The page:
If you only want the instructions for mixing Plaster of Paris please go directly to the video. If you would like to understand more about the chemistry, manufacture, physical characteristics, and some tips for re-enforcing, coloring, dangers, and proper disposal, please read on.
The basis for this post is that I have checked several sites for the instructions and found them wrong, misleading, or lacking in good information about this versatile casting material. Plaster of Paris has been in use for well over 5 thousand years and is still misunderstood. So, while I am not an expert, I have used this material for years with good success and continue to find new uses.
Plaster of Paris is made from calcium sulfate dihydrate, (CaSO4.2H2O), frequently called gypsum. This simply means that there are two molecules of water with each calcium sulfate. It is a naturally occurring mineral found in many locations around the world but was originally named after a large deposit in Montmartre near Paris. The dihydrate is ground and roasted at 150 C (300F) to drive off 1 and ½ molecules of water as steam. The modified material is now calcium sulfate hemihydrate, Plaster of Paris, and has only ½ a molecule of water, 2CaSO4·2H2O + Heat → 2CaSO4·½H2O + steam. Since it takes in energy as heat it is an endothermic reaction. So, when we buy Plaster of Paris, we are buying the hemihydrate of calcium sulfate. In order to make it a castable solid we add water so that it becomes the dihydrate again! The Plaster of Paris gives off the energy that it has stored and when setting into a solid provides an exothermic reaction. It can become very hot and can burn exposed skin. So, it is not used as a casting medium for human parts casting. When it is used as a cast for broken limbs it is used over bandage material and not in direct contact.
Plaster of Paris is a very soft mineral although it can be relatively strong when it is used as a cast. On the Mohs scale of mineral hardness, with talc being 1 and diamond being 10, Plaster of Paris is a 2. This allows it to be sanded, trimmed, and damaged easily. Once set, it is not water soluble, and it has a very low rate of expansion, about 0.1 %. It sets or hardens in a monoclinic crystal lattice which means that the particles are all facing the same direction. This provides a dense cast, but there are still interstitial areas and it is porous.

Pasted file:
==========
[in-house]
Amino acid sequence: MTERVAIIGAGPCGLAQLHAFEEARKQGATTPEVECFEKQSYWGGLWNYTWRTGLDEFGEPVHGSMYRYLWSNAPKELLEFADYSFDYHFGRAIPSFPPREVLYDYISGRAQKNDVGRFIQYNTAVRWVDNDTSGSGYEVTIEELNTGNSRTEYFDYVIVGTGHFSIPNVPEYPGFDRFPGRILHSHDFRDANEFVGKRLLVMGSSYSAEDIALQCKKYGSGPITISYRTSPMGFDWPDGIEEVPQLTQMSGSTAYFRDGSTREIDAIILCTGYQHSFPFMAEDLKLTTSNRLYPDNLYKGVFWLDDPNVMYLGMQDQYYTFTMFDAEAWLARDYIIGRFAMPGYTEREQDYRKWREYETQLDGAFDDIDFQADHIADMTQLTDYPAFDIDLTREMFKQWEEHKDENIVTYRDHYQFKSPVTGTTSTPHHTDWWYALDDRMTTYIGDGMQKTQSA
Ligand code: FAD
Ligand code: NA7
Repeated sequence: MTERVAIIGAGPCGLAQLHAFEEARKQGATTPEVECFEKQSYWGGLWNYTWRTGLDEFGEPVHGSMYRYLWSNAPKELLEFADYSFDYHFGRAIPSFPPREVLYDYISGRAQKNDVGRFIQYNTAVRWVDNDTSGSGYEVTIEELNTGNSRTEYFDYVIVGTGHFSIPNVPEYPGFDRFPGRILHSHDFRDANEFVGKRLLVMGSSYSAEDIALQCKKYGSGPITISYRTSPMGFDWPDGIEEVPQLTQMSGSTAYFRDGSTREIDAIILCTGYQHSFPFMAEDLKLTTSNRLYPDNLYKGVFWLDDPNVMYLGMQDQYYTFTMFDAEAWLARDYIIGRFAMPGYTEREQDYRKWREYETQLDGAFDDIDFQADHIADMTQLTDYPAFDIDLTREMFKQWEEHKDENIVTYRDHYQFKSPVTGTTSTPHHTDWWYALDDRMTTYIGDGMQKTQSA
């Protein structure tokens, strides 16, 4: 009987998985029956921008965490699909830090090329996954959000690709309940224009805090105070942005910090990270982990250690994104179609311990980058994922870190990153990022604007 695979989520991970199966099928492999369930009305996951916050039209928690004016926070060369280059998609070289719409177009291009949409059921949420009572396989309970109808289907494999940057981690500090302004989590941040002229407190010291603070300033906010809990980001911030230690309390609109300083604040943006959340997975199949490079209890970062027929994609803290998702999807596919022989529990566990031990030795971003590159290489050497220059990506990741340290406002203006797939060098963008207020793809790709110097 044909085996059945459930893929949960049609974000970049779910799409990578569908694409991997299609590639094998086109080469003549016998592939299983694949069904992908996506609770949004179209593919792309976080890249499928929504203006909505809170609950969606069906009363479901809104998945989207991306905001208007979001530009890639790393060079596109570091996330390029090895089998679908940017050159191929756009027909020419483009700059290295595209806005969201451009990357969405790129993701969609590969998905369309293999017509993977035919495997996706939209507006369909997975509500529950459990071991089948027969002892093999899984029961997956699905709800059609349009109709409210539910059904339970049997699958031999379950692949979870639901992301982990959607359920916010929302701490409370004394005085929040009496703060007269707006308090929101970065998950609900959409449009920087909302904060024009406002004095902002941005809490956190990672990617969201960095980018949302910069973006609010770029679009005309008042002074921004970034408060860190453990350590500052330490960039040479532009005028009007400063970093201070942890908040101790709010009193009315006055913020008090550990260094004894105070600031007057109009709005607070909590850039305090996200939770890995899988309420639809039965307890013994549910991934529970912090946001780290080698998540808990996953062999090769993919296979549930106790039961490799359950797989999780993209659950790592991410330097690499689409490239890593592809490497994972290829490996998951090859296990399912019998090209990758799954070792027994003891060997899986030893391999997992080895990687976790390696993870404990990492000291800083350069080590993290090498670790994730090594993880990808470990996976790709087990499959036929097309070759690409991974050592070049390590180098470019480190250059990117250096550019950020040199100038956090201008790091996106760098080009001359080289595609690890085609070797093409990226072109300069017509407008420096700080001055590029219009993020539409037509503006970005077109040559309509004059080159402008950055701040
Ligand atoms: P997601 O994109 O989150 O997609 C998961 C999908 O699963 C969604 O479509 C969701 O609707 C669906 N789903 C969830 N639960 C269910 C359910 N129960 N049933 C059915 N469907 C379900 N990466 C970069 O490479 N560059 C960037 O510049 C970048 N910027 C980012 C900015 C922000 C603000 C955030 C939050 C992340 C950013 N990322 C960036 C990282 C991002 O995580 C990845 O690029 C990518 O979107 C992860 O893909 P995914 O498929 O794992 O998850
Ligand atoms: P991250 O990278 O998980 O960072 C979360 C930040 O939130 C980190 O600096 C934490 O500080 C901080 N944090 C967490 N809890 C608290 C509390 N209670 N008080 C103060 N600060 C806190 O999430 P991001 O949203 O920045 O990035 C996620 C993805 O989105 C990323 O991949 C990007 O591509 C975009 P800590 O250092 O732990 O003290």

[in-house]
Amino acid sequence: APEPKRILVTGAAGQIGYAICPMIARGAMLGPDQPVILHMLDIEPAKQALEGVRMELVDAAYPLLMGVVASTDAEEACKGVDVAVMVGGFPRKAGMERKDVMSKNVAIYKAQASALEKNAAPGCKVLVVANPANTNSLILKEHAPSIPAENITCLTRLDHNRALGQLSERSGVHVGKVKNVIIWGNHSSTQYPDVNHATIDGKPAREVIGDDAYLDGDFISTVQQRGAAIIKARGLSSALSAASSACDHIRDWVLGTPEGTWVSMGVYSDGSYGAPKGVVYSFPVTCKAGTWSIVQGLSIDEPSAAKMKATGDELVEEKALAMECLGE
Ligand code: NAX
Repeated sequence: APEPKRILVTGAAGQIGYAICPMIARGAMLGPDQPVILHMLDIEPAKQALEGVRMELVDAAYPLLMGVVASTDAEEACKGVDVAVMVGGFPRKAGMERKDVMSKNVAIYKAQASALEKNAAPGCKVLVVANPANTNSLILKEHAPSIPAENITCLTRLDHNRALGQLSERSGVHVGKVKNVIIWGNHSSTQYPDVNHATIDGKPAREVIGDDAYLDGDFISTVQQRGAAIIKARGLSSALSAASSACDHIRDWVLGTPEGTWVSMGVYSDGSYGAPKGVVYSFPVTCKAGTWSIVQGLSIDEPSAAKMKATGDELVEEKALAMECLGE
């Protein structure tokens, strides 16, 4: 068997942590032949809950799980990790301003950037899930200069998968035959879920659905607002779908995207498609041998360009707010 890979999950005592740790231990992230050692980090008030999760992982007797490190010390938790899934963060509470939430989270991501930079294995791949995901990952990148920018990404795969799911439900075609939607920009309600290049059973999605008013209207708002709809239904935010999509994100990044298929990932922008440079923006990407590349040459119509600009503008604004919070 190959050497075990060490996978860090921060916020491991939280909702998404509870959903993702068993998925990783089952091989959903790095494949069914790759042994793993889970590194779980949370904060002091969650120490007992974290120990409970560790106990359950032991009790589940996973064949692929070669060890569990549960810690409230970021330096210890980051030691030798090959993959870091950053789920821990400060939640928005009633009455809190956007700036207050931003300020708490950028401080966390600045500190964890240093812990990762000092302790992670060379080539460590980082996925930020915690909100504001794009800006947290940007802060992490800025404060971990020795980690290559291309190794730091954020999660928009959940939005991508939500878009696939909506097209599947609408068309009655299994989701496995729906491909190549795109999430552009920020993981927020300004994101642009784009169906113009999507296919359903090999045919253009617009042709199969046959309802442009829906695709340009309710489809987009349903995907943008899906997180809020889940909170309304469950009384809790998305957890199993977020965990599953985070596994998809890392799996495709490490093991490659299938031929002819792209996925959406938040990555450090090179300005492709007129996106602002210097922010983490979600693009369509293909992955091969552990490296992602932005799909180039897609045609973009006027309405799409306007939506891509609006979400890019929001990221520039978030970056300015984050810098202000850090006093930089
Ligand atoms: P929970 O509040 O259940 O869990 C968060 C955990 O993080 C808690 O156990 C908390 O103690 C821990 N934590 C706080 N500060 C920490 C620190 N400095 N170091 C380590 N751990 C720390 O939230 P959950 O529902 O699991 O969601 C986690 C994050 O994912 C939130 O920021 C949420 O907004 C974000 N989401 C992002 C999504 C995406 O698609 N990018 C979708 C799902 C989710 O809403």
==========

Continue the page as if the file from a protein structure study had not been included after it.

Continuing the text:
Plaster of Paris sets in a very short period of time depending on the temperature of the mix and the air temperature. Typically, it can be de-molded in about 30 to 45 minutes. If it is cool to the touch it has at least set. But, set time is not the same as cure time. In order to fully cure, the cast will usually take between 48 and 72 hours with good ventilation to allow any excess water to escape. There is a great deal of speculation on the web about increasing set time. I have seen everything mentioned from baking powder to vinegar. But, adding other chemicals will change the material characteristics and may lead to failure due to interruption of the crystal lattice. The best methods to increase the working time is to use cold water, use short mixing times, or by using an excess of water. It is also possible to purchase Plaster of Paris with retardants that are designed to increase working time. But, by using cool water, and short mixing times, I have had material that had a working time of 30 minutes.
Plaster of Paris can be strengthened by using glass fiber, gauze bandage, or other suitable material. In fact, there is a product called modrock that is coated with plaster and simply moistened to use. It is also easy to color the plaster with poster paint or tempera. But, use caution as some colors can cause an almost instant set time. Food color would be a poor choice as it is not color fast.
Plaster of Paris is a fine powder and should not be inhaled. Pour material slowly and use a mask if you feel the need. But, it is a safe material with great casting potential. One serious caution is to dispose it as the solid and not put it in a drain as it will clog the pipes.
If there are any facts that I failed to include please use the comments section to ask questions or add any other useful information. Now, let get mixing!